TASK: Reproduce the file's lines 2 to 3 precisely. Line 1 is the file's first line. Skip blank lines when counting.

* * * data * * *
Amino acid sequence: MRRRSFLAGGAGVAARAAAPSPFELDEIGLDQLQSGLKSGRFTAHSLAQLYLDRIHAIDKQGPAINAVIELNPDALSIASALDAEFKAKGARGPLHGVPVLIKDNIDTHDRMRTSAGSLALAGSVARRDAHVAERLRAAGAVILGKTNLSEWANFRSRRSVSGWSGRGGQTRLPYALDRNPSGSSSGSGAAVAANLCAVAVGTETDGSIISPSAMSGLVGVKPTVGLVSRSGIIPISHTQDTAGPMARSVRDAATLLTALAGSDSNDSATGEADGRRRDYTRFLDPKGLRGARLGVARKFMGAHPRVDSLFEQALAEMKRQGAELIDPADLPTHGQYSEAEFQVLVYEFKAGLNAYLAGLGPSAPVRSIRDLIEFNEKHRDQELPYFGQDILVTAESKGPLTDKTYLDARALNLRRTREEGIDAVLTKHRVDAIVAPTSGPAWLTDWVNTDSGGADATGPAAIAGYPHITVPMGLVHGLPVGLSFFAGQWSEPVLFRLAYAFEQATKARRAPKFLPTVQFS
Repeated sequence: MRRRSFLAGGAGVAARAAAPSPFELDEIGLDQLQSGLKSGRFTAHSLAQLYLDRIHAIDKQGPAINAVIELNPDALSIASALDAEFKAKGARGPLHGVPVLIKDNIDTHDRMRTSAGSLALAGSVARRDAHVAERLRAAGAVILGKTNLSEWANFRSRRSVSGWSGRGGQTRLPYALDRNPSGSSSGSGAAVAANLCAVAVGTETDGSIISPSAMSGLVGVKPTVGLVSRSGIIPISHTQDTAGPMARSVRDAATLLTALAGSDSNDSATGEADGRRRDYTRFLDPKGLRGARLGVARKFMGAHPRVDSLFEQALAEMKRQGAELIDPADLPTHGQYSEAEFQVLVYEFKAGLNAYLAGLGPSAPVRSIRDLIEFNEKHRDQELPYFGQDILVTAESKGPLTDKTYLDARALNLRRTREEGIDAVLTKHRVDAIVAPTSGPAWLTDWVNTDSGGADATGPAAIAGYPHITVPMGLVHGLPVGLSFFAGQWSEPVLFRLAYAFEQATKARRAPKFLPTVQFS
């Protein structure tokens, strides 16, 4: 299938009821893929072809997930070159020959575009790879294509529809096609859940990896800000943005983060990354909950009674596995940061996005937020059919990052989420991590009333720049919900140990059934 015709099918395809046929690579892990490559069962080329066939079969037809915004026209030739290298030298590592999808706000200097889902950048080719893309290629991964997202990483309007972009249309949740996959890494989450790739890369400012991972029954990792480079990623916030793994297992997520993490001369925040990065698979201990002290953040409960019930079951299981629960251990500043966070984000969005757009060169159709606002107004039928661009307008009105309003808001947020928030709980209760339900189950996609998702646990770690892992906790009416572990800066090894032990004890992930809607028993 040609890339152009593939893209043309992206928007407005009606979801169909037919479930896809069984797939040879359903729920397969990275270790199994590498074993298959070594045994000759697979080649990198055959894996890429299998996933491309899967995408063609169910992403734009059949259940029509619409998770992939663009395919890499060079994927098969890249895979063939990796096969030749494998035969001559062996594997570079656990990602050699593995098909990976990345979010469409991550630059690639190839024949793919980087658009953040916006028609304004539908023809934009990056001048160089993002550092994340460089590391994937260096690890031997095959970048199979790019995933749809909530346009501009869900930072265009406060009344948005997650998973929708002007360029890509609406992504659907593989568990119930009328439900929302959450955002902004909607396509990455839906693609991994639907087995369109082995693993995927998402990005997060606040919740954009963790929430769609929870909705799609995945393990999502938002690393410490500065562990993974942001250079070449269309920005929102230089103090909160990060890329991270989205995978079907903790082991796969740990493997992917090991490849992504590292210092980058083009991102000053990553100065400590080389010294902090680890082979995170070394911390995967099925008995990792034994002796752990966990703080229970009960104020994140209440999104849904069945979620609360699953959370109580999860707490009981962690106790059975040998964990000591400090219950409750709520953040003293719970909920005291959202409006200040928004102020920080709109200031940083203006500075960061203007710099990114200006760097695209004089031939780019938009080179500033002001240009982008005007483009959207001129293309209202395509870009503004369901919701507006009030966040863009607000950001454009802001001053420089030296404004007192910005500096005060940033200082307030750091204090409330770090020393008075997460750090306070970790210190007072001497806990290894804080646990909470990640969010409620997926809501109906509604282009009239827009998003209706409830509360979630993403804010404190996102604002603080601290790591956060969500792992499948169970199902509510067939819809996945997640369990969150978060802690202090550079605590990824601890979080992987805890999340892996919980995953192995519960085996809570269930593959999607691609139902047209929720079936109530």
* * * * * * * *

Repeated sequence: MRRRSFLAGGAGVAARAAAPSPFELDEIGLDQLQSGLKSGRFTAHSLAQLYLDRIHAIDKQGPAINAVIELNPDALSIASALDAEFKAKGARGPLHGVPVLIKDNIDTHDRMRTSAGSLALAGSVARRDAHVAERLRAAGAVILGKTNLSEWANFRSRRSVSGWSGRGGQTRLPYALDRNPSGSSSGSGAAVAANLCAVAVGTETDGSIISPSAMSGLVGVKPTVGLVSRSGIIPISHTQDTAGPMARSVRDAATLLTALAGSDSNDSATGEADGRRRDYTRFLDPKGLRGARLGVARKFMGAHPRVDSLFEQALAEMKRQGAELIDPADLPTHGQYSEAEFQVLVYEFKAGLNAYLAGLGPSAPVRSIRDLIEFNEKHRDQELPYFGQDILVTAESKGPLTDKTYLDARALNLRRTREEGIDAVLTKHRVDAIVAPTSGPAWLTDWVNTDSGGADATGPAAIAGYPHITVPMGLVHGLPVGLSFFAGQWSEPVLFRLAYAFEQATKARRAPKFLPTVQFS
């Protein structure tokens, strides 16, 4: 299938009821893929072809997930070159020959575009790879294509529809096609859940990896800000943005983060990354909950009674596995940061996005937020059919990052989420991590009333720049919900140990059934 015709099918395809046929690579892990490559069962080329066939079969037809915004026209030739290298030298590592999808706000200097889902950048080719893309290629991964997202990483309007972009249309949740996959890494989450790739890369400012991972029954990792480079990623916030793994297992997520993490001369925040990065698979201990002290953040409960019930079951299981629960251990500043966070984000969005757009060169159709606002107004039928661009307008009105309003808001947020928030709980209760339900189950996609998702646990770690892992906790009416572990800066090894032990004890992930809607028993 040609890339152009593939893209043309992206928007407005009606979801169909037919479930896809069984797939040879359903729920397969990275270790199994590498074993298959070594045994000759697979080649990198055959894996890429299998996933491309899967995408063609169910992403734009059949259940029509619409998770992939663009395919890499060079994927098969890249895979063939990796096969030749494998035969001559062996594997570079656990990602050699593995098909990976990345979010469409991550630059690639190839024949793919980087658009953040916006028609304004539908023809934009990056001048160089993002550092994340460089590391994937260096690890031997095959970048199979790019995933749809909530346009501009869900930072265009406060009344948005997650998973929708002007360029890509609406992504659907593989568990119930009328439900929302959450955002902004909607396509990455839906693609991994639907087995369109082995693993995927998402990005997060606040919740954009963790929430769609929870909705799609995945393990999502938002690393410490500065562990993974942001250079070449269309920005929102230089103090909160990060890329991270989205995978079907903790082991796969740990493997992917090991490849992504590292210092980058083009991102000053990553100065400590080389010294902090680890082979995170070394911390995967099925008995990792034994002796752990966990703080229970009960104020994140209440999104849904069945979620609360699953959370109580999860707490009981962690106790059975040998964990000591400090219950409750709520953040003293719970909920005291959202409006200040928004102020920080709109200031940083203006500075960061203007710099990114200006760097695209004089031939780019938009080179500033002001240009982008005007483009959207001129293309209202395509870009503004369901919701507006009030966040863009607000950001454009802001001053420089030296404004007192910005500096005060940033200082307030750091204090409330770090020393008075997460750090306070970790210190007072001497806990290894804080646990909470990640969010409620997926809501109906509604282009009239827009998003209706409830509360979630993403804010404190996102604002603080601290790591956060969500792992499948169970199902509510067939819809996945997640369990969150978060802690202090550079605590990824601890979080992987805890999340892996919980995953192995519960085996809570269930593959999607691609139902047209929720079936109530």